Georgia Insurance Commissioner John Oxendine will move in Fulton County Superior Court Thursday to take over Jeanette Garrison's health maintenance organization company.
The Insurance Commissioner was cleared to go to a state court Wednesday when U.S. District Judge Dudley H. Bowen Jr. lifted the stay that had kept the Augusta-based Master Health Plan Inc. out of the grasp of the state Insurance Commissioner.
"It was obviously a significant victory," Mr. Oxendine said of Judge Bowen's ruling Wednesday. "That sends the message to everyone else that you have to follow the state laws governing insurance."
Earlier this month, U.S. Bankruptcy Court Judge John S. Dalis ruled against Master Health Plan Inc. which had sought to file a Chapter 11 bankruptcy to starve off the state's Insurance Commissioner's intention to gain control of the company.
Judge Dalis agreed with the Insurance Commissioner, however, that under state law, HMO's are legally considered "domestic insurance companies," and under bankruptcy law, insurance companies cannot file for bankruptcy. Attorneys for Master Health Plan sought an emergency request to Judge Bowen, asking him to stay Judge Dalis' ruling.
Wednesday, Judge Bowen agreed with Judge Dalis' reasoning. The state law and federal bankruptcy laws are clear, an HMO in Georgia cannot file for bankruptcy, Judge Bowen wrote.
Although the bankruptcy court could manage a rehabilitation of Master Health Plan more effectively, Judge Bowen wrote, federal courts must defer to state law.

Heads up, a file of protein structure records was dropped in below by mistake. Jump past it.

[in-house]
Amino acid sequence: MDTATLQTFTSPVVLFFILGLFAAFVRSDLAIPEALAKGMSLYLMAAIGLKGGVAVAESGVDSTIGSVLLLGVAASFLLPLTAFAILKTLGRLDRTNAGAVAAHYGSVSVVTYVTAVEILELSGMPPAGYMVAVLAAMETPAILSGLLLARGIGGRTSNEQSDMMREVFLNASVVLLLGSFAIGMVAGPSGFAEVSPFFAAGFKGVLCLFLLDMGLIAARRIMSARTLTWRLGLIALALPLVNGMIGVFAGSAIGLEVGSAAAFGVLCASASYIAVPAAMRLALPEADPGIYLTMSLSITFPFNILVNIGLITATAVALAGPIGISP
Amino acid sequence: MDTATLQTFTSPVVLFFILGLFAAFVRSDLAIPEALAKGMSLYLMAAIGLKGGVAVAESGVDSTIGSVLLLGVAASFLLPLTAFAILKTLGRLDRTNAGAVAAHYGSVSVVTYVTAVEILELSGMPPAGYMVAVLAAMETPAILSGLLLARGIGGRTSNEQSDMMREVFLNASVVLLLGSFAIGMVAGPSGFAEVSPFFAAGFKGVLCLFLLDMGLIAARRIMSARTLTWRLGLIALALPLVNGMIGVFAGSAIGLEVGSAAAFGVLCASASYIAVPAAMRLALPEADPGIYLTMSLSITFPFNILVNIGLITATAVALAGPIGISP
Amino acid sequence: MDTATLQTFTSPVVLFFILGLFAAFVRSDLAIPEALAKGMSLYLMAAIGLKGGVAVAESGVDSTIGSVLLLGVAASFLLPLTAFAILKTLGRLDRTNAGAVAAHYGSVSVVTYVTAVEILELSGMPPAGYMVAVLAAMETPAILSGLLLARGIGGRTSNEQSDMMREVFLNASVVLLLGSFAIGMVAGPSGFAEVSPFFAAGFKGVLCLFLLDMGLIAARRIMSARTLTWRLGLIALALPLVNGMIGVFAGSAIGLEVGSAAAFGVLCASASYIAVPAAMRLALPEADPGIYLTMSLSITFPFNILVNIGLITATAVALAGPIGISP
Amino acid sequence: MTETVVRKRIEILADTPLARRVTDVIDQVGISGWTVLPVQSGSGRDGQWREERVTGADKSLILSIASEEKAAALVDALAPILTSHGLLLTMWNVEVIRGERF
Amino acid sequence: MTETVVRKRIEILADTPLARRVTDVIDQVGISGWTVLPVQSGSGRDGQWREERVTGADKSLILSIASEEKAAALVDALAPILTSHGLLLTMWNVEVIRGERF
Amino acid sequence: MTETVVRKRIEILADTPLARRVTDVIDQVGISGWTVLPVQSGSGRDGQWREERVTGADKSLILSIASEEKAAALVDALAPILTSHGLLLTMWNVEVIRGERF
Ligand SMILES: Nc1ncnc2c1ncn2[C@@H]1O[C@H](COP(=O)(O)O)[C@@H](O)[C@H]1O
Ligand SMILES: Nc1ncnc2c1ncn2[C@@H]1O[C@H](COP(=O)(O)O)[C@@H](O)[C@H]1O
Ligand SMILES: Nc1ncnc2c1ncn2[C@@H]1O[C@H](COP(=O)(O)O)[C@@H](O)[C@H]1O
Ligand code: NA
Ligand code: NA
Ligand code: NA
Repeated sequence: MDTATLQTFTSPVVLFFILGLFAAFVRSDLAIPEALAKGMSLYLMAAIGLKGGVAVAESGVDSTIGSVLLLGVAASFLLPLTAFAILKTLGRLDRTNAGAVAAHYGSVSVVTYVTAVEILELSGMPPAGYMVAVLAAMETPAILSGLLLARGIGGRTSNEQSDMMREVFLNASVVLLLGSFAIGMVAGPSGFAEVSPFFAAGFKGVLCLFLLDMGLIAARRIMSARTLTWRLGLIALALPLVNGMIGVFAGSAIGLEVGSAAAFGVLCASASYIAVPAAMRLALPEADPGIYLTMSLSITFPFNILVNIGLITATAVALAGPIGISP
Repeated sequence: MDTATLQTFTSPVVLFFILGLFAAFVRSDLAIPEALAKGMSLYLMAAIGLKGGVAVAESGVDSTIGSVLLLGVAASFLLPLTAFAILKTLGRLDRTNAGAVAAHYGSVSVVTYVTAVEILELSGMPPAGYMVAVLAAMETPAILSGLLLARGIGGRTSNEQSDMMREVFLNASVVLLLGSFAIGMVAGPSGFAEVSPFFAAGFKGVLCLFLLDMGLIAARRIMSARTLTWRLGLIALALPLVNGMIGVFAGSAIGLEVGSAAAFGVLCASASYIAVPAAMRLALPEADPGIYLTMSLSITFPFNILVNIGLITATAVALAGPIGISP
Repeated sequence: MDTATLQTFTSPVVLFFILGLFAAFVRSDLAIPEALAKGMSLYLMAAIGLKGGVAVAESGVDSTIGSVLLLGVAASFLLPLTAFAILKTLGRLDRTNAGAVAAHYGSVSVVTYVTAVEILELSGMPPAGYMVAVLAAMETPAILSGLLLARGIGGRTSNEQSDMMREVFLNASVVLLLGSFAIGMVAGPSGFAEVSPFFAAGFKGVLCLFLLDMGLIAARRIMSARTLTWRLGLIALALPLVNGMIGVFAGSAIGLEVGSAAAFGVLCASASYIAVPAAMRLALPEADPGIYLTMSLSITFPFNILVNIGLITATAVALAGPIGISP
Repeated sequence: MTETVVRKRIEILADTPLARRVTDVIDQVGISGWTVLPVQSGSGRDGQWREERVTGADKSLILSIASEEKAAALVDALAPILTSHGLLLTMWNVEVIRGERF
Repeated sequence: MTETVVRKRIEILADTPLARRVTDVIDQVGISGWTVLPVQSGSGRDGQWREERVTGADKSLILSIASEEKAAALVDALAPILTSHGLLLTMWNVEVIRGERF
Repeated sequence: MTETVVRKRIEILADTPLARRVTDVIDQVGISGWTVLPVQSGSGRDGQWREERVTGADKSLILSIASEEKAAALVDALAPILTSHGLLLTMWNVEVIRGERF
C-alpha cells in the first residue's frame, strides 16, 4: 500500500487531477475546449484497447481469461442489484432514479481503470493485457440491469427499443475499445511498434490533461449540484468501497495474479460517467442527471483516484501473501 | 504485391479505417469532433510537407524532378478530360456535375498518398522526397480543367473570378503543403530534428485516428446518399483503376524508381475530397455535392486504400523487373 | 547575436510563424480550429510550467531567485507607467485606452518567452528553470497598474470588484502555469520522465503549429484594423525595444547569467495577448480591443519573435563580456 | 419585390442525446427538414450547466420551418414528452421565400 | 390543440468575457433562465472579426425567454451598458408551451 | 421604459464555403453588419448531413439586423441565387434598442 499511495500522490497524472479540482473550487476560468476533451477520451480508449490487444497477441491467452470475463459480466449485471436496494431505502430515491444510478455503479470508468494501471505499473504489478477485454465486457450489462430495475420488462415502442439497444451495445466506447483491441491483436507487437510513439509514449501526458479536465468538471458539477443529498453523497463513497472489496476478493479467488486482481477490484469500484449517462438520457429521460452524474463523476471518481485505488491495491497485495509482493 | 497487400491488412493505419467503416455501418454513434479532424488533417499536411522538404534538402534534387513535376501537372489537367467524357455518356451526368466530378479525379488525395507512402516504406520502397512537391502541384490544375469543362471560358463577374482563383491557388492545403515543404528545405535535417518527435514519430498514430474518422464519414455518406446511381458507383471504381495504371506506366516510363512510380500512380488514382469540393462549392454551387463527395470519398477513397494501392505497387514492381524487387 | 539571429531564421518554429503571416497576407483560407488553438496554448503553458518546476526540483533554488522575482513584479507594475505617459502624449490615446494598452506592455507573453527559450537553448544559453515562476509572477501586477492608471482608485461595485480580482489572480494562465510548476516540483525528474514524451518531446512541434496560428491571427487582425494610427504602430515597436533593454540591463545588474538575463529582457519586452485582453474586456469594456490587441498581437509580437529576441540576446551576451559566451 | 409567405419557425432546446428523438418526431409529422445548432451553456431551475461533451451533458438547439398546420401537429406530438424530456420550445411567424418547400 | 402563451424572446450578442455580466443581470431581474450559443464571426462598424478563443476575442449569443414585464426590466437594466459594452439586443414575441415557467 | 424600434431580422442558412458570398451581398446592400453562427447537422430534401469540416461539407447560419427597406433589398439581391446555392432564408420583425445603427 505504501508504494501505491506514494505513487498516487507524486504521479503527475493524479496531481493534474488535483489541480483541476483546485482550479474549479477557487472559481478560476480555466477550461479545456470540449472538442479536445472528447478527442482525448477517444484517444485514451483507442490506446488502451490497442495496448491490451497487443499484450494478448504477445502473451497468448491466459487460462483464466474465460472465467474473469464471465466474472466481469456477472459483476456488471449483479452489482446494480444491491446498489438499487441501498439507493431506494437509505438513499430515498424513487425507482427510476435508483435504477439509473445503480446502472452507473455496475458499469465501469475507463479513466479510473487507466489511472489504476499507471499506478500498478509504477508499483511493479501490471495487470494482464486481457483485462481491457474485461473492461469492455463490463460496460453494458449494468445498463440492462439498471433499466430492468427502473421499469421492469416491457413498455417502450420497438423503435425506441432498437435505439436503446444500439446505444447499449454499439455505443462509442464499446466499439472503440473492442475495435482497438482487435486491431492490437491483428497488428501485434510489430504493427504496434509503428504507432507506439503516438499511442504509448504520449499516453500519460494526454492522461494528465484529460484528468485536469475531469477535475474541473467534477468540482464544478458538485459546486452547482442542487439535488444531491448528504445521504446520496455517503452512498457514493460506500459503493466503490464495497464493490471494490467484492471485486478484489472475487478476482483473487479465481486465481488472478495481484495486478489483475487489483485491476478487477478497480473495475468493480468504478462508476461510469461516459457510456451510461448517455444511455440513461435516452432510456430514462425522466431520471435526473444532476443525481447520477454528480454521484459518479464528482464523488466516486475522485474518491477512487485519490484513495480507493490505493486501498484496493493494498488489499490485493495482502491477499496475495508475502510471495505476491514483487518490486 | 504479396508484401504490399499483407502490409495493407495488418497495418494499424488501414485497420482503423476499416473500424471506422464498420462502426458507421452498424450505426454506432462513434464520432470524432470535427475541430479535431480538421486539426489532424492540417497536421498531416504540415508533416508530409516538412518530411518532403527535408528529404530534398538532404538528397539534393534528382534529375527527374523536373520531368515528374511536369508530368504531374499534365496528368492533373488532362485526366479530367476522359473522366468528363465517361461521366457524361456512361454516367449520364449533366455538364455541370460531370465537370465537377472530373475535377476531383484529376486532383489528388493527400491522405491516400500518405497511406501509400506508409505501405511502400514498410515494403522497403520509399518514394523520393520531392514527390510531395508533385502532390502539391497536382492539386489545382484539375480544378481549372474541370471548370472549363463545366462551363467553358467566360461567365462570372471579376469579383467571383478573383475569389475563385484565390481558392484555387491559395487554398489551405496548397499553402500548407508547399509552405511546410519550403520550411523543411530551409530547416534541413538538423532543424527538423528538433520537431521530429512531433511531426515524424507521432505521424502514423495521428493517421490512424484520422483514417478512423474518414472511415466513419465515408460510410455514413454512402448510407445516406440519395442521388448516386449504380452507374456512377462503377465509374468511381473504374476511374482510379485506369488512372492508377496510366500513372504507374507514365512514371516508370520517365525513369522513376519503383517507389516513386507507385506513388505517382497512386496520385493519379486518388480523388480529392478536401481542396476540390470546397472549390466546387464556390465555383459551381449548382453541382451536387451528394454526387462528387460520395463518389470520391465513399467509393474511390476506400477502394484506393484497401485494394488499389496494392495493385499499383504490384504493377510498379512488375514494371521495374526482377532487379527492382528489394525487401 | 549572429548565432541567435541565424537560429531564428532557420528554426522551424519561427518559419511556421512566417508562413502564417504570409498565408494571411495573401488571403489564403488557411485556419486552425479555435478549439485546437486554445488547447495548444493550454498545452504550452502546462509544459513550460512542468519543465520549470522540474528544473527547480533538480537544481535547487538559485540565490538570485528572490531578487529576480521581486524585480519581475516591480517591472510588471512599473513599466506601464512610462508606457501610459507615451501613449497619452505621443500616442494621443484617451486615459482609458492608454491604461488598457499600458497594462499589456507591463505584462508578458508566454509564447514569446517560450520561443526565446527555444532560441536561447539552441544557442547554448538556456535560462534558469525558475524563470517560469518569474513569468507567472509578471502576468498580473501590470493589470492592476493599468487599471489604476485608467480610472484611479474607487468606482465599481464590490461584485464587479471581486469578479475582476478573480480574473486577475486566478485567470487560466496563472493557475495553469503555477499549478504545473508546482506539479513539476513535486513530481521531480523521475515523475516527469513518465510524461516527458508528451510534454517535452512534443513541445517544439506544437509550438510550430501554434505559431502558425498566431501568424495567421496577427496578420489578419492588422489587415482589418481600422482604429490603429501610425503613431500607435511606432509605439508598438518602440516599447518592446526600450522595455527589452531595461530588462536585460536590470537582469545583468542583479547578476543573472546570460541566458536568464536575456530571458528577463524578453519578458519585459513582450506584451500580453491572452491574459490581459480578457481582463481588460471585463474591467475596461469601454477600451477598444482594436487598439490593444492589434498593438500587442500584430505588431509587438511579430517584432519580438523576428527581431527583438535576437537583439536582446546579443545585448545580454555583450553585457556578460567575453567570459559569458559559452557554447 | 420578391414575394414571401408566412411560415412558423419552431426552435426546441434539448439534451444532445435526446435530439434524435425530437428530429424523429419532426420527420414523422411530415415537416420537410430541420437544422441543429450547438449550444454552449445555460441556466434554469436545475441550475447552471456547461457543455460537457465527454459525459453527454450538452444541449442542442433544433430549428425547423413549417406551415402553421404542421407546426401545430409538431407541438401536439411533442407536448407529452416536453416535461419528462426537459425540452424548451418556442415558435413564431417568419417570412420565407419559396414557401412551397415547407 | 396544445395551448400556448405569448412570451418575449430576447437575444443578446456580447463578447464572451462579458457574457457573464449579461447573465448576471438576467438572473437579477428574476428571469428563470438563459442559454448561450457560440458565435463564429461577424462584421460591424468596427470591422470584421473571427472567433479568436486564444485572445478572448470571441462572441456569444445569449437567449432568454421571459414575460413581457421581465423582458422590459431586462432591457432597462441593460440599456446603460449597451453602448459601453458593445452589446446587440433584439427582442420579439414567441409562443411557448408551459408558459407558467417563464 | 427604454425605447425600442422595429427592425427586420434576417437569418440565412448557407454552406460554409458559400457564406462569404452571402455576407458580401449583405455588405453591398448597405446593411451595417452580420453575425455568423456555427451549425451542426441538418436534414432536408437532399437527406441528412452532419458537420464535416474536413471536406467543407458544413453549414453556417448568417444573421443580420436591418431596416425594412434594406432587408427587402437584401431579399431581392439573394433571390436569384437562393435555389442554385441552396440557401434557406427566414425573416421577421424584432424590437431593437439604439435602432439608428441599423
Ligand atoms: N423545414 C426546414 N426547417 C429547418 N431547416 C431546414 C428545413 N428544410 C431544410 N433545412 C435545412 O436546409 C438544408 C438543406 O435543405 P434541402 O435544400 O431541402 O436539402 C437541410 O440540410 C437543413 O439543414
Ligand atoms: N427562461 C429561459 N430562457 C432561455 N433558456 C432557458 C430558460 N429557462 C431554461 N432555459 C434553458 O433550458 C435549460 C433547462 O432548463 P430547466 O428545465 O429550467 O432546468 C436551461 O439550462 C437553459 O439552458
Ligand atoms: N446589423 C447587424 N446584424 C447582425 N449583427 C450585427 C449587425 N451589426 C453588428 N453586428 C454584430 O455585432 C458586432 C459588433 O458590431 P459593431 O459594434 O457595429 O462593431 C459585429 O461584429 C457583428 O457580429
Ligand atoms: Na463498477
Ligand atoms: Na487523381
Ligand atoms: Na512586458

The Insurance Commissioner has already filed a petition in Fulton County Superior Court seeking permission to take over Master Health Plan and straighten out its finances. It's the first time the Insurance Commissioner will have taken such an action.
"In my opinion, the company can be saved. The company isn't bankrupt," Mr. Oxendine said. "(But) the company has not been run very well, to be blunt."
Mr. Oxendine said Wednesday evening that he planned to make a detailed announcement this morning about what he intends to do about Master Health Plan to ensure it gets back on solid financial ground and provides quality service.
Master Health Plan attorney John Long said Wednesday evening that there was nothing wrong with the Insurance Commissioner's handling of the company's rehabilitation as long as the company isn't liquidated.
Plans to sell the company had been underway, and the company officials believe they could sell the company for more money and repay all creditors better than the Insurance Commissioner could, Mr. Long said. He hopes the two sides will be able to work out an agreement to proceed in an orderly fashion.
"The bottom line is what will happen to the company," Mr. Long said.